Monday, December 3, 2012
The new Dave & Buster’s is a video game haven, sports bar destination
Imagine watching the Cowboys on a 130" screen.
DALLAS Dave & Buster’s, which is celebrating 30 years in business this year, debuted a new look for the franchise beginning here in Dallas. The new store, which opened December 2 at 9450 North Central Expressway, will replace the aging Walnut Hill location that has been around since the '80s.
“We are very excited,” Dave & Buster’s president Dolf Berle told us when we visited the new location on Thursday. “We do very well in Frisco and Arlington, but this is the flagship Dallas store that we hope will set the tone for the brand going forward.” This store marks the debut of a new food menu, new games, and a new sports bar area, geared both to families and adults. “We’re sort of looking at not only the family fun environment, but also what we call the ‘play together young adults’ as the two key focuses in terms of guests here.”
The most evident change as soon as you walk in the new store is how much more open it feels compared to past locations. It is now easier to see the individual elements of the store, from its midway packed with about 120 games, its billiards room, and its sizable dining room.
“Historically we’ve been ‘Eat, drink and play,’” Berle said. “Now it’s ‘Eat, drink, play and watch.’” Large HD TVs are peppered throughout the building, with three 130″ screens easily visible in the sports bar. Also in the sports bar area is a prize wheel, which incorporates prize winning into the sports watching experience.
“When you’re watching the Cowboys, for example, if they do something that’s noteworthy on the field, there’s a big wheel that gets spun, and people win prizes by virtue of what happened in the game. So it makes it interactive, which we think is fun,” Berle said.
There are also three “FUNction” meeting rooms available for rental, which can provide a high-class environment for business meetings or a more lighthearted environment for birthday parties. Multiple rooms can be rented if you need extra space.
For me, personally, a place like this is going to live or die by its game selection. That’s not true of everybody (plenty of people, I’m sure, will be perfectly happy with the huge screens showing sports and a room to play pool in), but I care about the arcade.
I put the old Walnut Hill D&B location on my list of the Five Best Arcades in Dallas, and this new location trumps the old one. Not only is everything much easier to get to (previously, games were spread out across two separate midways, making it harder to find what you wanted to play — or the child that ran off when you weren’t looking), but I think the selection, while mostly similar, is at least a tiny bit better than it was before.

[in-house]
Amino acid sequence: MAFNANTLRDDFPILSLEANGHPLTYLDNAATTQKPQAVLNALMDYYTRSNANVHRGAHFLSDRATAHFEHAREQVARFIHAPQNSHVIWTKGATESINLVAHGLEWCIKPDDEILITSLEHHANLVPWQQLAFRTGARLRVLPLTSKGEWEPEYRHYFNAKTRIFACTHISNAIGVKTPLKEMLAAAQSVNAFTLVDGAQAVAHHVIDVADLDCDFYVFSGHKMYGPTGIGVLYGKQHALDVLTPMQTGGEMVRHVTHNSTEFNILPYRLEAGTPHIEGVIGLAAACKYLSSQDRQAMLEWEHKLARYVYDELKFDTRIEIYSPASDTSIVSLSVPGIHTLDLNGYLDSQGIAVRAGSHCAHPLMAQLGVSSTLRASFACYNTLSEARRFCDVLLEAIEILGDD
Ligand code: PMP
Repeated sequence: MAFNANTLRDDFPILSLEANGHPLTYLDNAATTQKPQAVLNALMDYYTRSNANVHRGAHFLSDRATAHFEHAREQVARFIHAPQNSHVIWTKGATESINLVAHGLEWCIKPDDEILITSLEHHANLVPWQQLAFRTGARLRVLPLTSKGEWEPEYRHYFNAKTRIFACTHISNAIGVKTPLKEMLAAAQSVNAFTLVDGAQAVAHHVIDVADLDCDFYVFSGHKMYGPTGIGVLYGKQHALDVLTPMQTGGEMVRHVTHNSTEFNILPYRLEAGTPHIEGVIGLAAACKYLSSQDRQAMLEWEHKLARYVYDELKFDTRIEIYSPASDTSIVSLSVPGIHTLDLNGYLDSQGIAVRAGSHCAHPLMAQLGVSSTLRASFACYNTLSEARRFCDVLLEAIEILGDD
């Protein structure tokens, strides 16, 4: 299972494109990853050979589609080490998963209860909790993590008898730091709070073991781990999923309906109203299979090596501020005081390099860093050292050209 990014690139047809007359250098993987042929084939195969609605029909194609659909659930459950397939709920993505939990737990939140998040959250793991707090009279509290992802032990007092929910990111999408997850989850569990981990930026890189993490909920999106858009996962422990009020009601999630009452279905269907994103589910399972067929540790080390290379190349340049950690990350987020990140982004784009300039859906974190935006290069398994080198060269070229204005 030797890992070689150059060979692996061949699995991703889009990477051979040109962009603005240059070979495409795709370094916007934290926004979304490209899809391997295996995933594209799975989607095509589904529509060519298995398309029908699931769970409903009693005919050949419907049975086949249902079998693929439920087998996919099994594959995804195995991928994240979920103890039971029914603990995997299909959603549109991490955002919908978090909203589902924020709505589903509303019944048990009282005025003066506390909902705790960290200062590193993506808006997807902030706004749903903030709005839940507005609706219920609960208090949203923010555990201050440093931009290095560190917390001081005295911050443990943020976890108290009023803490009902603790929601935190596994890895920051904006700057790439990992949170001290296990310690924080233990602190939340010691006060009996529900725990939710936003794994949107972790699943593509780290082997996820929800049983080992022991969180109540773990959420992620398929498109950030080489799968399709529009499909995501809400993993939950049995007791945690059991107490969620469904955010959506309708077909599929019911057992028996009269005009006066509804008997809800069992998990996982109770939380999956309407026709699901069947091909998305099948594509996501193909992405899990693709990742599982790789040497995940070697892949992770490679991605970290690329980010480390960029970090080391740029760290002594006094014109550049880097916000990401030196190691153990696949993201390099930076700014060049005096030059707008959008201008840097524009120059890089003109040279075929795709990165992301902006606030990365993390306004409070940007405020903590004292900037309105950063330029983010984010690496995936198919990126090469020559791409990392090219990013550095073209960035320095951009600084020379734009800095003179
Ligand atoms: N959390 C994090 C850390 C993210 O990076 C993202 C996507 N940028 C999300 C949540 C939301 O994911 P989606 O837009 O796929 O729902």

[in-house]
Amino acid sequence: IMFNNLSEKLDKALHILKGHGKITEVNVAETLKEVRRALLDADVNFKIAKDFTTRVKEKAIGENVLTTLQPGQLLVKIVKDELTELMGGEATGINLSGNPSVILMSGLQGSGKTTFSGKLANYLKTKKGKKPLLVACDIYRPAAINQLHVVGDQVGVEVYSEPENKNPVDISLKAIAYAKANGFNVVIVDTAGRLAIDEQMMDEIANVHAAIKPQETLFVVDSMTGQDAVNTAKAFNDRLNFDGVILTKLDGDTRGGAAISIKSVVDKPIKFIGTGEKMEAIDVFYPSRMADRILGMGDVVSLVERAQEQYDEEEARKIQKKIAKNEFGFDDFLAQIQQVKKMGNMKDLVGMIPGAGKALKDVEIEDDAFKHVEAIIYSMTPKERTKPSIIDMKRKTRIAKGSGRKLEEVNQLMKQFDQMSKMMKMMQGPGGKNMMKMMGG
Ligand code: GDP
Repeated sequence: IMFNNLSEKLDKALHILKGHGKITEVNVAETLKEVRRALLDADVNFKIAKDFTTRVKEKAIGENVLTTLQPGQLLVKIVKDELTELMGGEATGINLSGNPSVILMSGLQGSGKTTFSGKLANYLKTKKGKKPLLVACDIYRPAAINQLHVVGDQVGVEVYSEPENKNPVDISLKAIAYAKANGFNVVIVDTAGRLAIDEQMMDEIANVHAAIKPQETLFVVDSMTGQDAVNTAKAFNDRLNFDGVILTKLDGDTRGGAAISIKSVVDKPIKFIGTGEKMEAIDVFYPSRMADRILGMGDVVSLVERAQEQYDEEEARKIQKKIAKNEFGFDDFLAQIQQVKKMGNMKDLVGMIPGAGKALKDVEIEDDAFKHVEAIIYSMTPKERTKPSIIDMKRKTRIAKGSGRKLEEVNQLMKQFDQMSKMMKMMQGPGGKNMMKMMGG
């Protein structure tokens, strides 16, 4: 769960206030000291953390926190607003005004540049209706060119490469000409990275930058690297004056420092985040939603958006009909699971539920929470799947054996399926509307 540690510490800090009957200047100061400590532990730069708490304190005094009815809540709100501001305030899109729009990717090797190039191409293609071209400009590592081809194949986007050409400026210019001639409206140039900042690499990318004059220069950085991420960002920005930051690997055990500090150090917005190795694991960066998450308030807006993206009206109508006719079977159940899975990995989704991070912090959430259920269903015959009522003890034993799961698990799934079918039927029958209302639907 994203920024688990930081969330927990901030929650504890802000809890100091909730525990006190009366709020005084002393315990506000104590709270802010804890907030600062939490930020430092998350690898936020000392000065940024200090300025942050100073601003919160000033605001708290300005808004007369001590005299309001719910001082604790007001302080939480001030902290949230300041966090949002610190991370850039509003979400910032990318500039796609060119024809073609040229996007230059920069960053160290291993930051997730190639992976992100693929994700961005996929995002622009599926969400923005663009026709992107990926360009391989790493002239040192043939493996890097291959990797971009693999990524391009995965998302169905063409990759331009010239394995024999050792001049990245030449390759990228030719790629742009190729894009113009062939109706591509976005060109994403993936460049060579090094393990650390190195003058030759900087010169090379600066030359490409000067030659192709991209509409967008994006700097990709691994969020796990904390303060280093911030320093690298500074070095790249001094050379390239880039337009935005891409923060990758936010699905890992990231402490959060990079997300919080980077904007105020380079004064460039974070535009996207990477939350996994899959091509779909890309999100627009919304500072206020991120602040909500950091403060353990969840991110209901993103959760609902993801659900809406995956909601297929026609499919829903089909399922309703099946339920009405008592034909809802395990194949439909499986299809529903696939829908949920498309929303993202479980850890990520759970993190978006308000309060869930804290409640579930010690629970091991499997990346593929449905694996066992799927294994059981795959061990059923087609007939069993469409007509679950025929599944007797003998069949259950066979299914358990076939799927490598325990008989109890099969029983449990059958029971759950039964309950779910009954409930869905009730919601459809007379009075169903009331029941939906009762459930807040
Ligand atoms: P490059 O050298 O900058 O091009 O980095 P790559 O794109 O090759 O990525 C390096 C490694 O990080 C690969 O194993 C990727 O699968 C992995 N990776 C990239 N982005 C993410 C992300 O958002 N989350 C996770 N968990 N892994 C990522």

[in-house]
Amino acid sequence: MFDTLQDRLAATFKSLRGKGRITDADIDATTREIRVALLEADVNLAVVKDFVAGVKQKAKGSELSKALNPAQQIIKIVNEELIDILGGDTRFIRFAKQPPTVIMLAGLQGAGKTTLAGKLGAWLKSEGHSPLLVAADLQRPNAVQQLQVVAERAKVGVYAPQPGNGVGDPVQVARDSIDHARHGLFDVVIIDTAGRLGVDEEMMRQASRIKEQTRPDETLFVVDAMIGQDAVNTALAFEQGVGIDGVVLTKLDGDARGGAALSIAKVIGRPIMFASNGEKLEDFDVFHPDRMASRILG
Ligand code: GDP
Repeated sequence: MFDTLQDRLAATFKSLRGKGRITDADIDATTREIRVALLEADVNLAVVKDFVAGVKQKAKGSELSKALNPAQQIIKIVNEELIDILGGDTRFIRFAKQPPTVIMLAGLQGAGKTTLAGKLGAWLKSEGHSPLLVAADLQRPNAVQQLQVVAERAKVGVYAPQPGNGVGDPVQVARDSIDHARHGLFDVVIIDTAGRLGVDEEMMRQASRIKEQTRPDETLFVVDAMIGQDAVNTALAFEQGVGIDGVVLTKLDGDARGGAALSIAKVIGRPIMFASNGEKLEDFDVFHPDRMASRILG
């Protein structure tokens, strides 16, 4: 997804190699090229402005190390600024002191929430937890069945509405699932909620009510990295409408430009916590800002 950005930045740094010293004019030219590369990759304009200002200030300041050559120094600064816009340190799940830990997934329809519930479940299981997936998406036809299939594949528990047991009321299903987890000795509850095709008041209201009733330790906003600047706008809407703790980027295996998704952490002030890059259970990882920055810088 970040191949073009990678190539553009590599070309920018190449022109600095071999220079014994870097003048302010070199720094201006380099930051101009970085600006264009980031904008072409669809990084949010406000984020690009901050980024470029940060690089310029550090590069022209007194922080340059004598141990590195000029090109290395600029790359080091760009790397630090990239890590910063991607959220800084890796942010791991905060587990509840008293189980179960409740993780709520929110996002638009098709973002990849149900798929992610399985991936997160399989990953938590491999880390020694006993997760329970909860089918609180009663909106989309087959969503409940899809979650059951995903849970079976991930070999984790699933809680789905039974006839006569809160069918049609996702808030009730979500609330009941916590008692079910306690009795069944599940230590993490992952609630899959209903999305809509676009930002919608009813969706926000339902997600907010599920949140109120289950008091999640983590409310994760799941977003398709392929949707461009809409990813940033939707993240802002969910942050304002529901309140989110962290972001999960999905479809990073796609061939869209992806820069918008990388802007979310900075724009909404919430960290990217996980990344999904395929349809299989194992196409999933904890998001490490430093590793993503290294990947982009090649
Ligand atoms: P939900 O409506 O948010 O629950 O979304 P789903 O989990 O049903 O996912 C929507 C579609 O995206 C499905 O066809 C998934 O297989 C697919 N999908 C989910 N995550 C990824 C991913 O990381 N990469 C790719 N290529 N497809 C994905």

Many of the games I talked about previously in my Dallas arcades feature are still around. Guitar Hero, Time Crisis, that crazy game where you bet on virtual horse races? All of that stuff is still here. Pac-Man Battle Royale is still pretty great with a group, and there are many games that are designed purely to give you a lot of tickets very quickly. There are still some huge bummers for long-time arcade fans, (The marketing executive giving me a tour pointed at one of the new Frogger machines and said, “Frogger’s a classic!” No, this Frogger that they have is not a classic. It’s a mockery of a classic.) but overall its a better selection than many of the alternatives these days.
Some genres are completely neglected (I don’t recall seeing any fighting games, any NBA Jam-esque sports games, or any classic Midway releases), but there are at least a few old gems. I was pretty excited to stumble onto a Mad Dog McCree machine, and Daytona USA is still going strong, apparently. There is also a Nintendo cabinet with the classic Mario Bros., Donkey Kong and Donkey Kong Jr., as well as a Namco machine with classic Pac-Man.
The bizarre trend of porting tablet and phone games to arcades is still in effect. Fruit Ninja and Infinity Blade FX were both present, as was a new Doodle Jump Cabinet and Temple Run, which I confess I didn’t even know existed in arcade form. While fun, and perfect for the short-burst arcade design, it felt weird paying money to play Temple Run while it’s free to play on the iPad. But hey, at least I got tickets out of it.
It’s not going to satisfy the 80s kid in you (well, unless that '80s kid was really into Skee Ball and nothing else), but there’s a pretty good selection of family friendly games available, and the possible ticket prizes can get pretty high in quality. (Though I’d personally rather not spend hours of time and tons of money winning a copy of Assassin’s Creed III when instead I could just, you know, go home and play Assassin’s Creed III.) I really like the new look of Dave & Buster’s, and wouldn’t mind going back.
While this Dallas store is the new model for the franchise moving forward, the franchise is capable of squeezing into a smaller space. “The majority of our historical chain is over 50,000 square feet,” Berle told us. “Very large buildings. This one is 45,000, and it is in the same vein as what we built in Orlando and also in Braintree Massachusetts.
“In smaller cities, we are building a 25,000 square foot model. The best representations of those are in Oklahoma City and more recently Orland Park outside Chicago. So we have been able to compress the size of the building but retain the power of the midway and also economize in terms of space efficiency versus the old days. So we’re convinced it’s as good or better an experience, but it is in a more economically tighter box.”
This will be the 60th store in the chain, which employs 8,000 people. “Our expectation is to grow five [stores] next year, and then six to eight each year thereafter. And we’re all lined up for next year already.” The next new store will be in Boise, Idaho on January 14.
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